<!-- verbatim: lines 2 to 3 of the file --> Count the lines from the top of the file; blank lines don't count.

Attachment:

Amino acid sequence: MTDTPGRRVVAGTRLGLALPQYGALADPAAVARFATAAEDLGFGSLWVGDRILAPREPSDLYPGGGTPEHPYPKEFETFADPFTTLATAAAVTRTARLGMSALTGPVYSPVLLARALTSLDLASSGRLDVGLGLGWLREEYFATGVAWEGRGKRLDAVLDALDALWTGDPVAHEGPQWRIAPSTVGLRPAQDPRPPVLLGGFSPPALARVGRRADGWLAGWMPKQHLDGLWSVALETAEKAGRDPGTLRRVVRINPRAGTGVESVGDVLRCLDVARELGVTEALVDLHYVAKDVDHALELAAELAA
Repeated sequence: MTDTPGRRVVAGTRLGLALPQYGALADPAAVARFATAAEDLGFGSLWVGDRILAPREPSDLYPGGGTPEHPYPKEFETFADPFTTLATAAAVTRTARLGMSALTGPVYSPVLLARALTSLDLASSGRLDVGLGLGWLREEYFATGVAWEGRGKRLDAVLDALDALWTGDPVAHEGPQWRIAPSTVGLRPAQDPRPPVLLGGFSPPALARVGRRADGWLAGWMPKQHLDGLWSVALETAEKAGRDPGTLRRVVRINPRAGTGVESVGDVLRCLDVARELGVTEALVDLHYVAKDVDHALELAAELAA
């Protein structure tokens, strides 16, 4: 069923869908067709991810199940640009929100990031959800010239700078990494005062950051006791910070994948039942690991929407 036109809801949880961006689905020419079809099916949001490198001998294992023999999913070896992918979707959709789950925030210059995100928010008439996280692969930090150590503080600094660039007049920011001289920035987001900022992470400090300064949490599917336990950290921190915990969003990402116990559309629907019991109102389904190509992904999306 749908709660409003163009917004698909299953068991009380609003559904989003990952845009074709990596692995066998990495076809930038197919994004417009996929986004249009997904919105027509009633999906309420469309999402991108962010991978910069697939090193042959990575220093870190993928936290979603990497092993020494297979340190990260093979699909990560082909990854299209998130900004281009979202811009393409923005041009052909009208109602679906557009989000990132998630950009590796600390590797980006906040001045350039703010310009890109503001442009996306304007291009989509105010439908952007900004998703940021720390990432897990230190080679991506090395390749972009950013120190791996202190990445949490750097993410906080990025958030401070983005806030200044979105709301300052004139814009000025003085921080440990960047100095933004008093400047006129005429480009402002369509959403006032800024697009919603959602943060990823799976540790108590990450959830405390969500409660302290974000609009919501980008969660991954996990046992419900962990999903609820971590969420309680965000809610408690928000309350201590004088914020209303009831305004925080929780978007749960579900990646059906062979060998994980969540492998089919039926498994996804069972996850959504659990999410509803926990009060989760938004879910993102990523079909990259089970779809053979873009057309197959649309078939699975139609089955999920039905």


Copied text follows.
Repeated sequence: MTDTPGRRVVAGTRLGLALPQYGALADPAAVARFATAAEDLGFGSLWVGDRILAPREPSDLYPGGGTPEHPYPKEFETFADPFTTLATAAAVTRTARLGMSALTGPVYSPVLLARALTSLDLASSGRLDVGLGLGWLREEYFATGVAWEGRGKRLDAVLDALDALWTGDPVAHEGPQWRIAPSTVGLRPAQDPRPPVLLGGFSPPALARVGRRADGWLAGWMPKQHLDGLWSVALETAEKAGRDPGTLRRVVRINPRAGTGVESVGDVLRCLDVARELGVTEALVDLHYVAKDVDHALELAAELAA
């Protein structure tokens, strides 16, 4: 069923869908067709991810199940640009929100990031959800010239700078990494005062950051006791910070994948039942690991929407 036109809801949880961006689905020419079809099916949001490198001998294992023999999913070896992918979707959709789950925030210059995100928010008439996280692969930090150590503080600094660039007049920011001289920035987001900022992470400090300064949490599917336990950290921190915990969003990402116990559309629907019991109102389904190509992904999306 749908709660409003163009917004698909299953068991009380609003559904989003990952845009074709990596692995066998990495076809930038197919994004417009996929986004249009997904919105027509009633999906309420469309999402991108962010991978910069697939090193042959990575220093870190993928936290979603990497092993020494297979340190990260093979699909990560082909990854299209998130900004281009979202811009393409923005041009052909009208109602679906557009989000990132998630950009590796600390590797980006906040001045350039703010310009890109503001442009996306304007291009989509105010439908952007900004998703940021720390990432897990230190080679991506090395390749972009950013120190791996202190990445949490750097993410906080990025958030401070983005806030200044979105709301300052004139814009000025003085921080440990960047100095933004008093400047006129005429480009402002369509959403006032800024697009919603959602943060990823799976540790108590990450959830405390969500409660302290974000609009919501980008969660991954996990046992419900962990999903609820971590969420309680965000809610408690928000309350201590004088914020209303009831305004925080929780978007749960579900990646059906062979060998994980969540492998089919039926498994996804069972996850959504659990999410509803926990009060989760938004879910993102990523079909990259089970779809053979873009057309197959649309078939699975139609089955999920039905």